Saturday, October 1, 2011

Reaction: A Survey of Algorithms for Volume Visualization

The author starts off by defining volume visualization and then introduces the reader to the background essential for visualizing volume. The datasets and the characteristics of volume like the cells, voxels, grids and lattices are explained.Two main categories of volume visualizing algorithms, DVR and SF and the different algorithms in these categories like Splatting, Ray casting,Marching cubes etc have been documented.

There were several concepts such as the depth fog attenuation, depth brightness attenuation in 'Viewing and Shading' section which I did not understand but overall the paper was definitely helpful in understanding the methods, complexities and challenges involved in volume visualization. The paper also gave a succinct description of the marching cubes algorithm.

Jobs: Triangle firm a finalist in Dell-sponsored contest

Good idea, for company and for you. 

Triangle firm a finalist in Dell-sponsored contest

Reaction: A Survey of Algorithms for Volume Visualization

Elvins gives a better overview of the principles that "Marching cubes" exemplifies. The article mentions the importance of animation in the process of generating these visualizations; an element I lost sight of while reading the "Marching Cubes" article. Animation is a powerful tool in the world of visualization. Coupling it with 3D renderings adds extensive functionality for several applications that require realistic renderings to reduce costs and increase safety.

I found the splatting algorithm presented in this article to be the most interesting. Elvins gives a different perspective on methods of rendering with this section where speed is favored over quality. The way he described the process in running the splatting algorithm helped to mentally visualize how a rendering would be generated. With improvements in hardware the rendering can occur so quickly it may not be as easy to visualize, as seen in this video:

Reaction: Imaging Vector Fields Using Line Integral Convolution

Cabral and Leedom give an insight into the work that is required to perform some common forms of image processing. Overall, I enjoyed reading this article because of the application of the algorithms on photo manipulation. As a Photoshop user, the DDA circular and turbulent convolution of image is something I take for granted since they are easy to impose on an image with a click of a button. Unfortunately, these techniques are not part of my usual photo post-processing tool-set since I do not see their purpose past making cool textures. The LIC algorithm, on the other hand, is something that I could see myself using in post-processing as action photography can sometimes be difficult to pull off.

Cabral and Leedom comment that 'spot noise [can] inaccurately represent the vector field' in some situations. In my opinion, to which extent can these inaccuracies be detected by the naked eye? Do the inaccuracies significantly affect the overall visualization?

Friday, September 30, 2011

Viz:Visualizaing The Fortune 500 since 1955

This is a visualization depicting the ranks of the fortune 500 companies since 1955. They can be sorted on revenue and profits. This is a simple visualization that represents a large set of data in a single graph.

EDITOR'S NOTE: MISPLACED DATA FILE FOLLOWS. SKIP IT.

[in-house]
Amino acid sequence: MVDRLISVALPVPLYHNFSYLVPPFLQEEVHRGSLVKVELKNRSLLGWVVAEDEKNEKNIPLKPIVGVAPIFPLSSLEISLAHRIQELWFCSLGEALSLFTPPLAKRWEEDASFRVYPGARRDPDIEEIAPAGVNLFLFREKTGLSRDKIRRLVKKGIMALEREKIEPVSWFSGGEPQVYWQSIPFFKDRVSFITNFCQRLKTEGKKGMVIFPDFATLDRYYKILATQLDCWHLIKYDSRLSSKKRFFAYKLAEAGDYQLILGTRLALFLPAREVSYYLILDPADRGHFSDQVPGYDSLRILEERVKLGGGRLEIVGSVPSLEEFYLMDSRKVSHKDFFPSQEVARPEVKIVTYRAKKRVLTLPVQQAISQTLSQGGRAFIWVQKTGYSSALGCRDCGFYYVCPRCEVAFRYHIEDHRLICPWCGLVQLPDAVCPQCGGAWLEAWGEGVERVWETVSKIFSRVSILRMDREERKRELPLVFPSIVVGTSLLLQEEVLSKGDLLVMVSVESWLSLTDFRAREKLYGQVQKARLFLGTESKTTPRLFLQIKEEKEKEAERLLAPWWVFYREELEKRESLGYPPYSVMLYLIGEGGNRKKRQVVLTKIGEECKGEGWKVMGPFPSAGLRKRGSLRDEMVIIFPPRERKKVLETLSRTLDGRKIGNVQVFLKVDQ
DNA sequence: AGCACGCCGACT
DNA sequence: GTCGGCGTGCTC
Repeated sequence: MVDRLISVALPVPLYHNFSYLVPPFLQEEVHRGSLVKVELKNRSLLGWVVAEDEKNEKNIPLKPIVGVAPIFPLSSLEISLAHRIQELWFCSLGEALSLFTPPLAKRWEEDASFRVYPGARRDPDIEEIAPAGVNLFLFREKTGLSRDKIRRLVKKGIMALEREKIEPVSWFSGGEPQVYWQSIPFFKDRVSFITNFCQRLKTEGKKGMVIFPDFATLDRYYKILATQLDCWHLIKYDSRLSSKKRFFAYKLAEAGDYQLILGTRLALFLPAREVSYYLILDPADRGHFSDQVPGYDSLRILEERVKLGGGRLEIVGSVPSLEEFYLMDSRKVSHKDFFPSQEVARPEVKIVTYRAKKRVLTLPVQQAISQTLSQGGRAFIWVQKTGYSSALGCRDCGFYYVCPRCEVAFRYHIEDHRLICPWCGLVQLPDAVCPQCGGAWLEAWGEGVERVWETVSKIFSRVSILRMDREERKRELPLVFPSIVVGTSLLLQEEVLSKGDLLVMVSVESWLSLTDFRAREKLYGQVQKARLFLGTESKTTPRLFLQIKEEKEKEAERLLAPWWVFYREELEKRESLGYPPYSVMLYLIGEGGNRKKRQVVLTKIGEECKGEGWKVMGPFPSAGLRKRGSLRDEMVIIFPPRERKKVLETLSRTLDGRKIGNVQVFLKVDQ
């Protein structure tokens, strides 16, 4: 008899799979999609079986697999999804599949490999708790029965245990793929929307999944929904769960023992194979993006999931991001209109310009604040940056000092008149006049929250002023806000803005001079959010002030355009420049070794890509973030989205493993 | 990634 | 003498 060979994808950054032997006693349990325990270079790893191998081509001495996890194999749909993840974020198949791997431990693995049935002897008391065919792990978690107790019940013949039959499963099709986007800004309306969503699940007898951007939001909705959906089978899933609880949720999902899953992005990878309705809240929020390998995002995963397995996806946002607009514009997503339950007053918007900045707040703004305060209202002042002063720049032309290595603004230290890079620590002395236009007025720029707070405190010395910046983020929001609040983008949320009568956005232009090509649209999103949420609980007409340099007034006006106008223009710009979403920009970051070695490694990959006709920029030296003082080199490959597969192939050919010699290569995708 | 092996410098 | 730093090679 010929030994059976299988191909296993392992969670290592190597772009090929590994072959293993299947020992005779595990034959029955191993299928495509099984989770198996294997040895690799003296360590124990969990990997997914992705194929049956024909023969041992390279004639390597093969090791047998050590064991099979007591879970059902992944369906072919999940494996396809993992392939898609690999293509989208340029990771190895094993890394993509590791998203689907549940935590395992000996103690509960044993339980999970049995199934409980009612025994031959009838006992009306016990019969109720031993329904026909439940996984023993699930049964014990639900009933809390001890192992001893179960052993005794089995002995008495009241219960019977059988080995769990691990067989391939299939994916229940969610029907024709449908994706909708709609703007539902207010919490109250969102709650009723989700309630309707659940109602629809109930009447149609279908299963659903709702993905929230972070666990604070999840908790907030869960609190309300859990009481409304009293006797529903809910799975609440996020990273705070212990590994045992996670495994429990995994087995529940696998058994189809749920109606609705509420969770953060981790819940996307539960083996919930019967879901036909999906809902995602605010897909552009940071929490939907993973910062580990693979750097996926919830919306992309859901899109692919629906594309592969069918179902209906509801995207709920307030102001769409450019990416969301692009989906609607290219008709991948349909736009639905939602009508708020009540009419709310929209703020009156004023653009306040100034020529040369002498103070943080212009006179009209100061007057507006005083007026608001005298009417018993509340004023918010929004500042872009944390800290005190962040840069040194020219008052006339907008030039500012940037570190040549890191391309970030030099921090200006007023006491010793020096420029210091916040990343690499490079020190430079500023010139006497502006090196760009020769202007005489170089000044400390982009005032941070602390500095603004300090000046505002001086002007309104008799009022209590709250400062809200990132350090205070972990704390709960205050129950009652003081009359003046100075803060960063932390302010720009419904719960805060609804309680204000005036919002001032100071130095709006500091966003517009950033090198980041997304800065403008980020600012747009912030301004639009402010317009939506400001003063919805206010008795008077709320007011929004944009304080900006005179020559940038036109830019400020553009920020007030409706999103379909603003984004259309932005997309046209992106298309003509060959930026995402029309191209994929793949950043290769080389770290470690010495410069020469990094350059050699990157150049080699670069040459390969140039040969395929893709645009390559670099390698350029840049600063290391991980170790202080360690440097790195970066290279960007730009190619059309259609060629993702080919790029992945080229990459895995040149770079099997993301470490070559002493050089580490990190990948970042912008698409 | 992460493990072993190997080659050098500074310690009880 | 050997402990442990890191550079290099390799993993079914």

The graph can be found here:

Reaction: Marching cubes: A high resolution 3D surface construction algorithm

I found it very interesting that 3D modeling was a possibility before I was born! The different examples of triangulated cubes provided in the article made it seem as if the complex calculations required for processing the marching cubes algorithm would produce a low-resolution model. Needless to say, the example renders near the end of the article blew me away.

Lorensen and Cline's decision to present their algorithm with respect to the medical field gave a unique perspective that made it easier to understand the utility of their research. The images of the algorithm in action are a good contrast to the immense benefits of 3D imagery versus 2D. The fact that these calculations were able to be computed on the hardware available when the research was performed makes it clear that 3D rendering will only get more refined and easier to produce as time goes on.

Reaction: Over Two Decades of Integration-Based, Geometric Flow Visualization

Geometric Flow Visualizations provide a change of pace in the types of visualizations we have seen in this class. The properties discussed in this article to describe characteristics flow visualizations may present were somewhat difficult to grasp as I was reading. I found that most of the properties mentioned would be helpful in presenting change in direction or movement when constructing this type of visualization.

The applications for these types of visualizations seem simple but effective. Although the visual examples presented in the article do not have visible numerical data, they provide a measurable guide for the viewer to grasp an overall change. This ability is something I would personally have trouble grasping if only a dataset were given to me.

Thursday, September 29, 2011

Find: How guys and girls see color

Something we discussed in class about the colors seen by a male and a female...

courtesy :

Lecture: Spatial Visualizations


Below please find the readings for my lecture next Wednesday. Achyuth Bukkapattanam will lead discussion. Please read all four (they are short):


Tuesday, September 27, 2011

Viz: Android powered 56 percent of smartphones sold in the last three months

Android a majority last qtr, blackberry in freefall. 

A funny looking bar chart that appears to be a treemap. 

Android powered 56 percent of smartphones sold in the last three months

Nielsen survey